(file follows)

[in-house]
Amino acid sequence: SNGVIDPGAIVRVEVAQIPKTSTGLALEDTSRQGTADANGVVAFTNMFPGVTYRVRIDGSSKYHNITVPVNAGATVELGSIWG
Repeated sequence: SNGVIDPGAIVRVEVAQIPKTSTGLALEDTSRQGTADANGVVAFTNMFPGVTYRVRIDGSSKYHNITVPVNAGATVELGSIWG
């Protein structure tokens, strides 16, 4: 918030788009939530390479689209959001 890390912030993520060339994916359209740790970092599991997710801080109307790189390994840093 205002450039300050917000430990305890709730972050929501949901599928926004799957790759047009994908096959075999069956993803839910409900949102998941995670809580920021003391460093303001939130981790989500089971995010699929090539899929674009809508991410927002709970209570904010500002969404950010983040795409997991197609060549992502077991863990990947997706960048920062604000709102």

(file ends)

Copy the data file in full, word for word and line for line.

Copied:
[in-house]
Amino acid sequence: SNGVIDPGAIVRVEVAQIPKTSTGLALEDTSRQGTADANGVVAFTNMFPGVTYRVRIDGSSKYHNITVPVNAGATVELGSIWG
Repeated sequence: SNGVIDPGAIVRVEVAQIPKTSTGLALEDTSRQGTADANGVVAFTNMFPGVTYRVRIDGSSKYHNITVPVNAGATVELGSIWG
């Protein structure tokens, strides 16, 4: 918030788009939530390479689209959001 890390912030993520060339994916359209740790970092599991997710801080109307790189390994840093 205002450039300050917000430990305890709730972050929501949901599928926004799957790759047009994908096959075999069956993803839910409900949102998941995670809580920021003391460093303001939130981790989500089971995010699929090539899929674009809508991410927002709970209570904010500002969404950010983040795409997991197609060549992502077991863990990947997706960048920062604000709102």